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What a Producer Does and Why You Should Consider Using One

Working as a producer for the last ten years, I’ve recorded with all kinds of artists from “fresh off the boat” newbies to artists whose experience in the world of music doubles or even triples my own.  In every case, my role as a producer stays essentially the same.  It’s that role that I’m going to describe in this article.

Posted in Songwriter 101 on December 11, 2012 by

What is a Producer?

The best way I know to describe what a producer does comes in the form of this analogy: A producer is to a recording as a director is to a film. When it comes to making a film, the buck essentially stops with the director.  It’s the director who steers the ship working with everyone from the actors to the technical editors in order to achieve his or her overall vision of the movie.  It is exactly that way with a producer when it comes to making a recording.  Not only must the producer have the experience to work with the studio engineer (often possessing the technical expertise to engineer the project themselves) but a producer must also have the musical understanding to help the artist with everything from song choice, structure and arrangement, to the all-important vocal performances that are vital in giving a recording its personality.  In short, a producer provides the experience and necessary perspective to guide a recording from start to finish.

Producer Backgrounds

Producers can come from a variety of backgrounds.  Here are the four most common and what each brings to the process, but, typically, producers have experience in more than one of these areas.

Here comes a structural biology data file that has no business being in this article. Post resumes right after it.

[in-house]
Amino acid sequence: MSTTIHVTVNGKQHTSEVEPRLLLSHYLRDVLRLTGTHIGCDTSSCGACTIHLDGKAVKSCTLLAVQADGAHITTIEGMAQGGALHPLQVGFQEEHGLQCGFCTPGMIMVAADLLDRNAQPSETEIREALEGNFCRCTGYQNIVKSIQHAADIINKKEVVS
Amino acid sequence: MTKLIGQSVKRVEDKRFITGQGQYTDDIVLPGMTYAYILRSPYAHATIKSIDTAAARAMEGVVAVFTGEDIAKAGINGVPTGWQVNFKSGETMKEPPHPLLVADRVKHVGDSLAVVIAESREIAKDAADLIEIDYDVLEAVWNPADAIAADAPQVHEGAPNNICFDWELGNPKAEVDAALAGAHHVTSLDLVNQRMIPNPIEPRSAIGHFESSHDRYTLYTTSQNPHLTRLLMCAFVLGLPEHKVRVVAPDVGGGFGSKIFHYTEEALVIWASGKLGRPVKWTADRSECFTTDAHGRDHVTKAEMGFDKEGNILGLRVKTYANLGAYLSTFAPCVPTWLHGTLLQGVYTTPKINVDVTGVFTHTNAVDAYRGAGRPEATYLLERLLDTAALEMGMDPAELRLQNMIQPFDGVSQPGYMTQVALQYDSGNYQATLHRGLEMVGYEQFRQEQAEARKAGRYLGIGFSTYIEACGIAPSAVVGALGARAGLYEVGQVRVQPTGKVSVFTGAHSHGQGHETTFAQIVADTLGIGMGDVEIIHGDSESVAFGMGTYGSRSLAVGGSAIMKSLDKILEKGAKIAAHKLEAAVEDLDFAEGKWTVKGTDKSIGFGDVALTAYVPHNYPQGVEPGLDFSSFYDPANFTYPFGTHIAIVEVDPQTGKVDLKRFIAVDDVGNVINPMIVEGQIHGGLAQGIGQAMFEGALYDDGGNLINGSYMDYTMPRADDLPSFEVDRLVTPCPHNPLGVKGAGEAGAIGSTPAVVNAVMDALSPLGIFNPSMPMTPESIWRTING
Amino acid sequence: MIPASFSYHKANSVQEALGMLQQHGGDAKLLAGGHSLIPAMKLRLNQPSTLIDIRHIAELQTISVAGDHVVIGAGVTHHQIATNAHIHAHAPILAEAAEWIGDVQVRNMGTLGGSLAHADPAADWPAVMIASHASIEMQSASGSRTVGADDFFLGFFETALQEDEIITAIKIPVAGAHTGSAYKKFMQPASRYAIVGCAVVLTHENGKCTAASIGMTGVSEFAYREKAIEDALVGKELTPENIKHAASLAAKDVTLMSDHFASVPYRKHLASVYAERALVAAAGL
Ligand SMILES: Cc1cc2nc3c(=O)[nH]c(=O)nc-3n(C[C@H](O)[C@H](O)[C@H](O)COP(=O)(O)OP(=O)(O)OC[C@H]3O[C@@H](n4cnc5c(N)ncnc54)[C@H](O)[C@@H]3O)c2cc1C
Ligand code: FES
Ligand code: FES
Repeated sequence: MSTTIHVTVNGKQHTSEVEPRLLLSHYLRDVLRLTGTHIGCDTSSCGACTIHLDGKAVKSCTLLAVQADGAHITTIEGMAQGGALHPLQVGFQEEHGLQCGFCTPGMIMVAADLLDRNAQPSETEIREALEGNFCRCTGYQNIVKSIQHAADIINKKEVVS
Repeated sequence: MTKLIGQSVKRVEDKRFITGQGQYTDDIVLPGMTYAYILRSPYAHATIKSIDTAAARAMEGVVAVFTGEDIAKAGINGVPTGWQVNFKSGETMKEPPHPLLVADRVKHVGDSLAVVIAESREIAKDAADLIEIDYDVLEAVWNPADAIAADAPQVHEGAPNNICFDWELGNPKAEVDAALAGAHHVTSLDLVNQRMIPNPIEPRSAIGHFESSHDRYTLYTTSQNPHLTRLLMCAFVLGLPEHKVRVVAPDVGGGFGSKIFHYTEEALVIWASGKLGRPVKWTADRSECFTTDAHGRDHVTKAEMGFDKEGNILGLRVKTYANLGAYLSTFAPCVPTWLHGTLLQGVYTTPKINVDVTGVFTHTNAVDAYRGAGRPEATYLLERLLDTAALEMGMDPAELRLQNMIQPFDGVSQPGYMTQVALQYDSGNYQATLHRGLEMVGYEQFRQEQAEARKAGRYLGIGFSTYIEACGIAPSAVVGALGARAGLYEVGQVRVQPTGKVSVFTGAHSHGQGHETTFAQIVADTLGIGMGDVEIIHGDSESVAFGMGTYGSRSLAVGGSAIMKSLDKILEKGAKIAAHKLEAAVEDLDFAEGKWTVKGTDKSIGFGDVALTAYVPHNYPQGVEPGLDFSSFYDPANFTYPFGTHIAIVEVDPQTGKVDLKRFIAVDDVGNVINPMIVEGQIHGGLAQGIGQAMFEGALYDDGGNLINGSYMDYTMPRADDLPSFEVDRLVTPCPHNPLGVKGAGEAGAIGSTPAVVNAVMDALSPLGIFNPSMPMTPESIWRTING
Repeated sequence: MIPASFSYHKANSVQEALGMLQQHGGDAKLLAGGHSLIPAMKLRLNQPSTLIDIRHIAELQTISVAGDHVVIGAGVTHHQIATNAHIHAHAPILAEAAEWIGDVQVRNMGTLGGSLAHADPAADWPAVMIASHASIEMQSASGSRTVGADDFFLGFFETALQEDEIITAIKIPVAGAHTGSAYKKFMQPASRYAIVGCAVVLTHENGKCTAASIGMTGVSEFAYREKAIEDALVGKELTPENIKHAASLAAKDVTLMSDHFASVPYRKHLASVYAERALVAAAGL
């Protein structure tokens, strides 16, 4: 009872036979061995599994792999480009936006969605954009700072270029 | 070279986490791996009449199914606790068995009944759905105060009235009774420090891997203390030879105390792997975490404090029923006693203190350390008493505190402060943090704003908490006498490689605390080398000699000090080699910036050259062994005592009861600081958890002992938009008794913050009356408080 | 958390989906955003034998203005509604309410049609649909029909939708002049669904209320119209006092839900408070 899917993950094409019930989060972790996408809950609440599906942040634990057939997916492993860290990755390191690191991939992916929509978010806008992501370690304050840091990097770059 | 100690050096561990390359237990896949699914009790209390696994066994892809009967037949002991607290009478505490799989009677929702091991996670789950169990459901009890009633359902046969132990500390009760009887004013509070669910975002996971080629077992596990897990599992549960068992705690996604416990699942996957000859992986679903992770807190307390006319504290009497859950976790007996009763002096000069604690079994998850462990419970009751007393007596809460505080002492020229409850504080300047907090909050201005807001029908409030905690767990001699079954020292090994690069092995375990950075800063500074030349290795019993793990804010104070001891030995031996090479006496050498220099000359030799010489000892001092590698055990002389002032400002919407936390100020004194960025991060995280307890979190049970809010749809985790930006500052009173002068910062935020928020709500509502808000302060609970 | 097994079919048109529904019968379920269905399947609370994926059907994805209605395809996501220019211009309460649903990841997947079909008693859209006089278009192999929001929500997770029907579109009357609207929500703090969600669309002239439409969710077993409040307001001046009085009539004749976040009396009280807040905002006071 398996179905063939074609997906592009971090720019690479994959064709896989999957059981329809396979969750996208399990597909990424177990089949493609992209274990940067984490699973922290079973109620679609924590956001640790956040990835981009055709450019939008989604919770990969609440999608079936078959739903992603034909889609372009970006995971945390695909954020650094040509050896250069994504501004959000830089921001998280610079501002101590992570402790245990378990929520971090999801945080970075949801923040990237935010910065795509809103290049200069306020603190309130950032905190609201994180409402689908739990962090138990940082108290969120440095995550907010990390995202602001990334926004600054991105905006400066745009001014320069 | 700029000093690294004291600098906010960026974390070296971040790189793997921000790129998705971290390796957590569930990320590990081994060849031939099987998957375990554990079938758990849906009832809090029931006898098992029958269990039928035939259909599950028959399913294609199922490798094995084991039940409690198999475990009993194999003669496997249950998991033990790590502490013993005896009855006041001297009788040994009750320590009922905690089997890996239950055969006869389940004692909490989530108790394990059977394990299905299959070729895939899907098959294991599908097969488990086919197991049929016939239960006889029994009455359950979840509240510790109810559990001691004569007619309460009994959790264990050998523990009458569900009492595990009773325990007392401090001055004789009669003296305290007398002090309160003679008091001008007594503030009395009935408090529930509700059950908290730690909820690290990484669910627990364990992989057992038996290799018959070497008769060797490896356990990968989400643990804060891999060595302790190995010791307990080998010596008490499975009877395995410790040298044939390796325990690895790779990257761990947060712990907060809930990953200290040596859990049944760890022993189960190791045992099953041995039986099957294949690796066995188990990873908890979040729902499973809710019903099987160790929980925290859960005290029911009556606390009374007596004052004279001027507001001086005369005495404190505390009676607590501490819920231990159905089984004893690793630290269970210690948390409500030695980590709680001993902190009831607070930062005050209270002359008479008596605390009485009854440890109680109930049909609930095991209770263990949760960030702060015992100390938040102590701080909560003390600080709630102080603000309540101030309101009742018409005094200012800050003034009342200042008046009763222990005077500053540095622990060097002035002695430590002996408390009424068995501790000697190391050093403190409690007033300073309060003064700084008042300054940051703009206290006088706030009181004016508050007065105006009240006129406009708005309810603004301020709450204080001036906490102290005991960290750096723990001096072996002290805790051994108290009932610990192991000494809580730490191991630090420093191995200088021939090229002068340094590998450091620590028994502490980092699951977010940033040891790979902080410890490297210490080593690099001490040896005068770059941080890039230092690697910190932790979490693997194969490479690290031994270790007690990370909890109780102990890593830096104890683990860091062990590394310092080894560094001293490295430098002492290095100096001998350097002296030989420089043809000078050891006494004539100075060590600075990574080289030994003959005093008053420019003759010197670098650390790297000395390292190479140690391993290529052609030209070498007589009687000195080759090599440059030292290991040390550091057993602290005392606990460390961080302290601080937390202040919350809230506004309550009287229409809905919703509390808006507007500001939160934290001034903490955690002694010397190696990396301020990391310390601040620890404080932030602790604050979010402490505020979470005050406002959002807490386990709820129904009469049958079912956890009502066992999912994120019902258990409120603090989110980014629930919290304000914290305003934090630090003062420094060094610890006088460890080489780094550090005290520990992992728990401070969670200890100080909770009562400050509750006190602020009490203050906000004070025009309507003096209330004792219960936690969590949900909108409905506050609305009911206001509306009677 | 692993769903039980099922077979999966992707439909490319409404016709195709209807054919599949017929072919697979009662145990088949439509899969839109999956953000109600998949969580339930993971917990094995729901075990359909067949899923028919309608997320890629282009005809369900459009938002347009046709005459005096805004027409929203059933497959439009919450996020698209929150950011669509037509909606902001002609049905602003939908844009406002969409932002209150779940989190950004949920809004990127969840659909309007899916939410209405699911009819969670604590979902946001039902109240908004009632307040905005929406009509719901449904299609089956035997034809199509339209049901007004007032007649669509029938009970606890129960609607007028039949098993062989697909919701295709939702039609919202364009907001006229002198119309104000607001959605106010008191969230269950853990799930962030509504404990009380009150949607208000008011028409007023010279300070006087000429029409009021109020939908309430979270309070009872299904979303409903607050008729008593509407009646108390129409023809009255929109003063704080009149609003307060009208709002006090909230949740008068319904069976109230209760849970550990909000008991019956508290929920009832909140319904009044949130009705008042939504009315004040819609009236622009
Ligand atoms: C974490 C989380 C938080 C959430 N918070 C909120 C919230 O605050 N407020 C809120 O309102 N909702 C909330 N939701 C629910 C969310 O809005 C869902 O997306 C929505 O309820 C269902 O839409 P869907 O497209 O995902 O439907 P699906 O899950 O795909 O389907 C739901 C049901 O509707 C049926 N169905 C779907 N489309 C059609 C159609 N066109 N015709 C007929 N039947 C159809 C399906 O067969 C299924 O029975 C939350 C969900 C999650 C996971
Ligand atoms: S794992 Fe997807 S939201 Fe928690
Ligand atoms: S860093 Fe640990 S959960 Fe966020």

1) Producer/Songwriter – Since at its essence, a recording is dependent on the quality of the song, the producer/songwriter is heavily involved in the song selection process.  Not only does this type of producer have experience in knowing what does and doesn’t work when it comes to pre-existing songs, but often this producer will co-write songs with the artist for a given project.

2) Producer/Musician – Here, it’s often an instrumental and music theory background that gives this type of producer their experience. They have first-hand knowledge when it comes to working with musicians and knowing what instrumental approach will work best in a given situation.

3) Producer/Engineer – In this case, the producer’s primary experience comes from actual recording (i.e., placing microphones on drum kits, recording vocals and mixing albums).  By becoming an expert in the nuts and bolts of the recording process, an engineer/producer can make the recording process a smooth one for the artist.